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Dealing with birds in your home

Dealing with nests

If you have a bird's nest in your loft please do not touch it until the birds have flown.  All birds, their nests and eggs are protected by law under the Wildlife & Countryside Act of 1981. This makes it an offence, with certain exceptions, to deliberately take, damage or destroy the nest of any wild bird while it is in use or being built. It is also illegal to take or destroy the egg of any wild bird.  

If birds are causing you a problem

Under the council's pest control service dealing with birds is not covered and it is usually seen as a a residents responsibility.   If you are having any problems with birds including seagulls and pigeons, you will need a private pest control company to help you.  You can look up local contact details by searching online and in business telephone directories. 

What to do if there is a dead bird near or in your home? 
If it is safe and possible to do so, please remove the dead bird and dispose of it in your black lidded bin.  If the dead bird is located in a hard to reach location such as in guttering, on a high roof or down a chimney, please request its removal through your local Repairs Contractor.

Legislation on dealing with seagulls

The principal legislation dealing with the control of birds is the Wildlife and Countryside Act 1981. Generally, it is illegal to capture, injure or destroy any wild bird or interfere with its nest or eggs. The penalties for disregarding the law can be severe.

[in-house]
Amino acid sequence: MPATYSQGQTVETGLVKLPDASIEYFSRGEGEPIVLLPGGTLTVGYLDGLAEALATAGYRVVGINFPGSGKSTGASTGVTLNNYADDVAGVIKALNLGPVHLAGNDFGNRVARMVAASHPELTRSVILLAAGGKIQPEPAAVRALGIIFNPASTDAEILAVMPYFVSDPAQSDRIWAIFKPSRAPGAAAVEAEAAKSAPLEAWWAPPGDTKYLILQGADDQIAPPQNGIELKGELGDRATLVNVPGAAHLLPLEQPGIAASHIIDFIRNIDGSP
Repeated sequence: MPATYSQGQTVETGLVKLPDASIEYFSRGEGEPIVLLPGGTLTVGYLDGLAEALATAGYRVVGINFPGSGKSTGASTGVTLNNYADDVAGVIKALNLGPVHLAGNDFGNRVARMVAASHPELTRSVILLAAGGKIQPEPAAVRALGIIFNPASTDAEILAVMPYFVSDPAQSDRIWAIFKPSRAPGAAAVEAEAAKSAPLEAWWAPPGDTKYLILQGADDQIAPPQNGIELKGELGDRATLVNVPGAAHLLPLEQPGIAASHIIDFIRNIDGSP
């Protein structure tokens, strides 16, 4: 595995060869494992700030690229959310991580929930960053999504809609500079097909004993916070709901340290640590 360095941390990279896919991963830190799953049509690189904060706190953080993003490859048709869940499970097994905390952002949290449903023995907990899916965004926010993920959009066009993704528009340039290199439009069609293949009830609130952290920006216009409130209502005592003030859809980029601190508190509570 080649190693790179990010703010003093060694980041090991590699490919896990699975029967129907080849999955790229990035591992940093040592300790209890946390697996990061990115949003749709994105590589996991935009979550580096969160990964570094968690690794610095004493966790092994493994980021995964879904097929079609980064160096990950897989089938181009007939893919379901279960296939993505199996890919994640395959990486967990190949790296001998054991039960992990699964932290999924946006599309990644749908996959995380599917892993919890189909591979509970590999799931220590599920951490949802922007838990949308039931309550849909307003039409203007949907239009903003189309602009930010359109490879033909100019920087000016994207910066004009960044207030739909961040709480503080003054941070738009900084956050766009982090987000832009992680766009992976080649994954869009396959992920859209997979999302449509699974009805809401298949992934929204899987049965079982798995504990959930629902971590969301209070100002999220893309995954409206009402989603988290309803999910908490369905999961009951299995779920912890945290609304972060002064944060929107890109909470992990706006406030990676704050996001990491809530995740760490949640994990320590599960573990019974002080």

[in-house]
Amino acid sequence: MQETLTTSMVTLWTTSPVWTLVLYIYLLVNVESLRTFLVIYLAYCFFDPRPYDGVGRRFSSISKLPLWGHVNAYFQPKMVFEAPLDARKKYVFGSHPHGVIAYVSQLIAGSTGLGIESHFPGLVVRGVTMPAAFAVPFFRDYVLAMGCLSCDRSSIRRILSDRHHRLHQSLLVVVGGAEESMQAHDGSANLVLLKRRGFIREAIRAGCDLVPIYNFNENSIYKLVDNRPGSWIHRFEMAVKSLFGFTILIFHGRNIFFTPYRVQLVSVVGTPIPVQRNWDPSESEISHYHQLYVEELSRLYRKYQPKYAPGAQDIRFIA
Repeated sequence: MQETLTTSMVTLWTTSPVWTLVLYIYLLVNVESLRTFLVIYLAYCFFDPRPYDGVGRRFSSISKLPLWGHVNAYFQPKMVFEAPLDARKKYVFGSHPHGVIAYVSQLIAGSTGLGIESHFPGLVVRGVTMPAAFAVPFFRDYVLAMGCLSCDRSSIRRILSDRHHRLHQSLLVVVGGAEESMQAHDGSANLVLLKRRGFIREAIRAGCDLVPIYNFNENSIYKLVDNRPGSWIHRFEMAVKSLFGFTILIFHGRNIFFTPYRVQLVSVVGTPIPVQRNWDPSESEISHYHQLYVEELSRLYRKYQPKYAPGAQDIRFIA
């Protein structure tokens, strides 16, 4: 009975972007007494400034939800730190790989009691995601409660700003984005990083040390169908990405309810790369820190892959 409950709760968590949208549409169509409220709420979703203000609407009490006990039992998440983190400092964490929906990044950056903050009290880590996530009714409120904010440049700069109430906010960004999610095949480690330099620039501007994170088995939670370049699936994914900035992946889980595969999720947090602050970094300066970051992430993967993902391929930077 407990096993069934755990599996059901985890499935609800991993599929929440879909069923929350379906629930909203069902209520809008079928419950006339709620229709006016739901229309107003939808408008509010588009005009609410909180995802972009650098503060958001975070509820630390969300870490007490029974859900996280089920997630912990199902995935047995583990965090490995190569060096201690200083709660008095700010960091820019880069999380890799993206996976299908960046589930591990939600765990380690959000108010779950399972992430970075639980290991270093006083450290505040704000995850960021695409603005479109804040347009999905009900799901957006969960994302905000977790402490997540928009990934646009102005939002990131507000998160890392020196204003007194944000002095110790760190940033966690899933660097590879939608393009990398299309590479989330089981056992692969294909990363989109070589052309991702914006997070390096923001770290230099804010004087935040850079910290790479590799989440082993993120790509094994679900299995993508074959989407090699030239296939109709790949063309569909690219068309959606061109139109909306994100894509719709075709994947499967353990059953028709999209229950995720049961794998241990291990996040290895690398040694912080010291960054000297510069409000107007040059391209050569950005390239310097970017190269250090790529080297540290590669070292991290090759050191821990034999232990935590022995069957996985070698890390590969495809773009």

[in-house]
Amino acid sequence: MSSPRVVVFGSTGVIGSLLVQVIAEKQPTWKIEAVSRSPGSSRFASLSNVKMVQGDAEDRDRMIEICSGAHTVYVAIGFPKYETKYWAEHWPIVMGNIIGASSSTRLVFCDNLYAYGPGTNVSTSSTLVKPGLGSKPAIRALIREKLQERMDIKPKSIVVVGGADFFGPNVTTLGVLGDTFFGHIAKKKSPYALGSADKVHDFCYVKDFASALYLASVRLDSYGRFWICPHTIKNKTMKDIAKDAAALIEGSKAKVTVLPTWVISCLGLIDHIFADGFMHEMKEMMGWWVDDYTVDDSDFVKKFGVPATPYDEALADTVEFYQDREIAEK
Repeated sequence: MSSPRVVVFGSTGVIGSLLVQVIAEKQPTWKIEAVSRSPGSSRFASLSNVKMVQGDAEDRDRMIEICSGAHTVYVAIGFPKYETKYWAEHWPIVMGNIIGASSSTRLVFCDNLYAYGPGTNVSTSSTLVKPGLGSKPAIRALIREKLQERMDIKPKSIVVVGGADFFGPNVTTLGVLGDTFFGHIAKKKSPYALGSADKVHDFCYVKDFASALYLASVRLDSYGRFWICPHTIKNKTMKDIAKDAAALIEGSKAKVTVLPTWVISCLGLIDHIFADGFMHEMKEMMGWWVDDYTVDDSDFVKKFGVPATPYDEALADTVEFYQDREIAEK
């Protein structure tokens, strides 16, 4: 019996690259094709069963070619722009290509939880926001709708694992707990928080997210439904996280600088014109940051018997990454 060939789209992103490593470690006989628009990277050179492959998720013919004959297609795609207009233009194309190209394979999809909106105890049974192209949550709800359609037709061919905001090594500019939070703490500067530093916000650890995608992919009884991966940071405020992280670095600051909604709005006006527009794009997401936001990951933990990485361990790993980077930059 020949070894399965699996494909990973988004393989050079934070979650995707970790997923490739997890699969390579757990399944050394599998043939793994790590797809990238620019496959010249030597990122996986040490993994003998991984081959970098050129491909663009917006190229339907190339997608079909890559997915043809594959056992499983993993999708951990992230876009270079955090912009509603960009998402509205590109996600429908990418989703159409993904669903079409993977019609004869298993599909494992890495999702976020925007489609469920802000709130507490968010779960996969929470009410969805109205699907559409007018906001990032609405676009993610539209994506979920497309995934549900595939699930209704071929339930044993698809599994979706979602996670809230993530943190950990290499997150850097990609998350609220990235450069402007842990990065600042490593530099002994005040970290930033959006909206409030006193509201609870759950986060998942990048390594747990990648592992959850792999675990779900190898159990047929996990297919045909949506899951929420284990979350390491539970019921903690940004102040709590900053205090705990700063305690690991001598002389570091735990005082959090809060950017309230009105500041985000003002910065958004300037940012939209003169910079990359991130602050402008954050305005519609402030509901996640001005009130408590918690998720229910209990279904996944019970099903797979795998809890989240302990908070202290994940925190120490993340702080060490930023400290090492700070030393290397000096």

The law does recognise that particular species of common bird, such as herring and lesser black backed gulls, can cause nuisance. The law allows measures to be taken against such birds in limited circumstances. 

Action can only be taken under general licences made under the 1981 Act for the purpose of preserving public health or public/air safety, preventing the spread of disease or for preventing serious damage to livestock, foodstuffs for livestock, crops. An offence would be committed if action could not be justified or defended for any of these purposes. 

Only the owner or occupier can take action against gulls nesting on their buildings. Specialist companies can protect your building from gulls by installing wires or spikes on chimney pots and other rooftop features.

 

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